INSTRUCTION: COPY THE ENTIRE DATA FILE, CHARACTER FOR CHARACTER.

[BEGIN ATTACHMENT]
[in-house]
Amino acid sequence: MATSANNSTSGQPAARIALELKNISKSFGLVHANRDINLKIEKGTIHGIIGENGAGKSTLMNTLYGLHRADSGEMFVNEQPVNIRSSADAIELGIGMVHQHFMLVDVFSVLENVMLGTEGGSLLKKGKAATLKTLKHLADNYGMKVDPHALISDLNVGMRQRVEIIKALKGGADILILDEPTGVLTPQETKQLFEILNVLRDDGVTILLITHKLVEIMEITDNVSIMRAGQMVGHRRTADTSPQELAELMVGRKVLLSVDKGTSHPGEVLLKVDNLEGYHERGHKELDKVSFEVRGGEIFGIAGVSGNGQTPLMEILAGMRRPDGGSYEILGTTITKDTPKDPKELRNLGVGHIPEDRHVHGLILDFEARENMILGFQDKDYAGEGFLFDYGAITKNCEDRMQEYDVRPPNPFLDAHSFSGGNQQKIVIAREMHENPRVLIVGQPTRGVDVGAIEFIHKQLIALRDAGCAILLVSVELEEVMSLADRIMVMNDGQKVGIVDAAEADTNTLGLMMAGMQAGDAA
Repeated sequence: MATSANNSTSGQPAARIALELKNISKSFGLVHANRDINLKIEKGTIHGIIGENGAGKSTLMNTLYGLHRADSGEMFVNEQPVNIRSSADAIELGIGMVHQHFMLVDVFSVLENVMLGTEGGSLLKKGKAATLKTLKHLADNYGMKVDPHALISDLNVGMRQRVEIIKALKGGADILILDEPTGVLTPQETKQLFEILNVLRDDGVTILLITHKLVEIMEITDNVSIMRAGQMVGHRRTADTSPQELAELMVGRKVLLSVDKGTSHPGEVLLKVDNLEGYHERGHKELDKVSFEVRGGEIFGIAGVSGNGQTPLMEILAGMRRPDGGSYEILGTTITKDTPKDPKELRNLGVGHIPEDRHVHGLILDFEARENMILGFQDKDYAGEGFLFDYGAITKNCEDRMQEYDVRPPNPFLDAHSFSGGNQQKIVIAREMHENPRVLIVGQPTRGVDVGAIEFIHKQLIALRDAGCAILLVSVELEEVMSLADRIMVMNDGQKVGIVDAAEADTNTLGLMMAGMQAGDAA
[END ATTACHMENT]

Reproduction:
[in-house]
Amino acid sequence: MATSANNSTSGQPAARIALELKNISKSFGLVHANRDINLKIEKGTIHGIIGENGAGKSTLMNTLYGLHRADSGEMFVNEQPVNIRSSADAIELGIGMVHQHFMLVDVFSVLENVMLGTEGGSLLKKGKAATLKTLKHLADNYGMKVDPHALISDLNVGMRQRVEIIKALKGGADILILDEPTGVLTPQETKQLFEILNVLRDDGVTILLITHKLVEIMEITDNVSIMRAGQMVGHRRTADTSPQELAELMVGRKVLLSVDKGTSHPGEVLLKVDNLEGYHERGHKELDKVSFEVRGGEIFGIAGVSGNGQTPLMEILAGMRRPDGGSYEILGTTITKDTPKDPKELRNLGVGHIPEDRHVHGLILDFEARENMILGFQDKDYAGEGFLFDYGAITKNCEDRMQEYDVRPPNPFLDAHSFSGGNQQKIVIAREMHENPRVLIVGQPTRGVDVGAIEFIHKQLIALRDAGCAILLVSVELEEVMSLADRIMVMNDGQKVGIVDAAEADTNTLGLMMAGMQAGDAA
Repeated sequence: MATSANNSTSGQPAARIALELKNISKSFGLVHANRDINLKIEKGTIHGIIGENGAGKSTLMNTLYGLHRADSGEMFVNEQPVNIRSSADAIELGIGMVHQHFMLVDVFSVLENVMLGTEGGSLLKKGKAATLKTLKHLADNYGMKVDPHALISDLNVGMRQRVEIIKALKGGADILILDEPTGVLTPQETKQLFEILNVLRDDGVTILLITHKLVEIMEITDNVSIMRAGQMVGHRRTADTSPQELAELMVGRKVLLSVDKGTSHPGEVLLKVDNLEGYHERGHKELDKVSFEVRGGEIFGIAGVSGNGQTPLMEILAGMRRPDGGSYEILGTTITKDTPKDPKELRNLGVGHIPEDRHVHGLILDFEARENMILGFQDKDYAGEGFLFDYGAITKNCEDRMQEYDVRPPNPFLDAHSFSGGNQQKIVIAREMHENPRVLIVGQPTRGVDVGAIEFIHKQLIALRDAGCAILLVSVELEEVMSLADRIMVMNDGQKVGIVDAAEADTNTLGLMMAGMQAGDAA